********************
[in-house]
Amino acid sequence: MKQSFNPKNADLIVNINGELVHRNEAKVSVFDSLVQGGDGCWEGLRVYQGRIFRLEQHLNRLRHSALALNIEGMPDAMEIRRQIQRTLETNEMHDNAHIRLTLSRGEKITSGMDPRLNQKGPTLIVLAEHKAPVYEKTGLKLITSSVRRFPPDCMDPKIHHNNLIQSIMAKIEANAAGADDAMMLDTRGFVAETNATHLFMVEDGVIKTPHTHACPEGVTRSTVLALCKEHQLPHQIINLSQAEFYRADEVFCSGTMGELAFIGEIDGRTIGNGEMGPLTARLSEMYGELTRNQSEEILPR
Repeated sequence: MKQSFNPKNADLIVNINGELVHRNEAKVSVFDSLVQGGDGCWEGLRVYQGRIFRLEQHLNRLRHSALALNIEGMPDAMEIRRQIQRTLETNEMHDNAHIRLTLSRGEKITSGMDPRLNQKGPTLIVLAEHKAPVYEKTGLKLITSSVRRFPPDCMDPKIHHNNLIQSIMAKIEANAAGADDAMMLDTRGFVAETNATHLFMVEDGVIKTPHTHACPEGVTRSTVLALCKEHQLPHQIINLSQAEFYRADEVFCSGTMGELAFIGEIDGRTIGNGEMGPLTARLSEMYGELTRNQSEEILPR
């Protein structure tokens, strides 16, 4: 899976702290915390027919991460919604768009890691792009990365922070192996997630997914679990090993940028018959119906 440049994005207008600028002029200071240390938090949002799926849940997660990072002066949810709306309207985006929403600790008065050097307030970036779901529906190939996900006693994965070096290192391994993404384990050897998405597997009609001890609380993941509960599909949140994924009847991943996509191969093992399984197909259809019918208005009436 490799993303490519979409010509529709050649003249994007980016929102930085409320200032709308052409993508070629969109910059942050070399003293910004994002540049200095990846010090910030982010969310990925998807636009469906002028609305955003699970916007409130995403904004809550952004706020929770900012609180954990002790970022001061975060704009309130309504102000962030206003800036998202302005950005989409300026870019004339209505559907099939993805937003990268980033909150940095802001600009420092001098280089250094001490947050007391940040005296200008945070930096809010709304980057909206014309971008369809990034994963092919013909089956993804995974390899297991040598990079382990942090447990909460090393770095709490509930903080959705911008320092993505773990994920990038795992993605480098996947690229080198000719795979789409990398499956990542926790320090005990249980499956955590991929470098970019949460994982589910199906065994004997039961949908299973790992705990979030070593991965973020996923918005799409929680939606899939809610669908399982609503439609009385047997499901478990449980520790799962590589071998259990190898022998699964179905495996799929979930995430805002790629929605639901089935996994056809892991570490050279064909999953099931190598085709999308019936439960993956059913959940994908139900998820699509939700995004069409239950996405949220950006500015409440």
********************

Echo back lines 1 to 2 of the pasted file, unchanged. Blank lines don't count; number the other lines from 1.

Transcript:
[in-house]
Amino acid sequence: MKQSFNPKNADLIVNINGELVHRNEAKVSVFDSLVQGGDGCWEGLRVYQGRIFRLEQHLNRLRHSALALNIEGMPDAMEIRRQIQRTLETNEMHDNAHIRLTLSRGEKITSGMDPRLNQKGPTLIVLAEHKAPVYEKTGLKLITSSVRRFPPDCMDPKIHHNNLIQSIMAKIEANAAGADDAMMLDTRGFVAETNATHLFMVEDGVIKTPHTHACPEGVTRSTVLALCKEHQLPHQIINLSQAEFYRADEVFCSGTMGELAFIGEIDGRTIGNGEMGPLTARLSEMYGELTRNQSEEILPR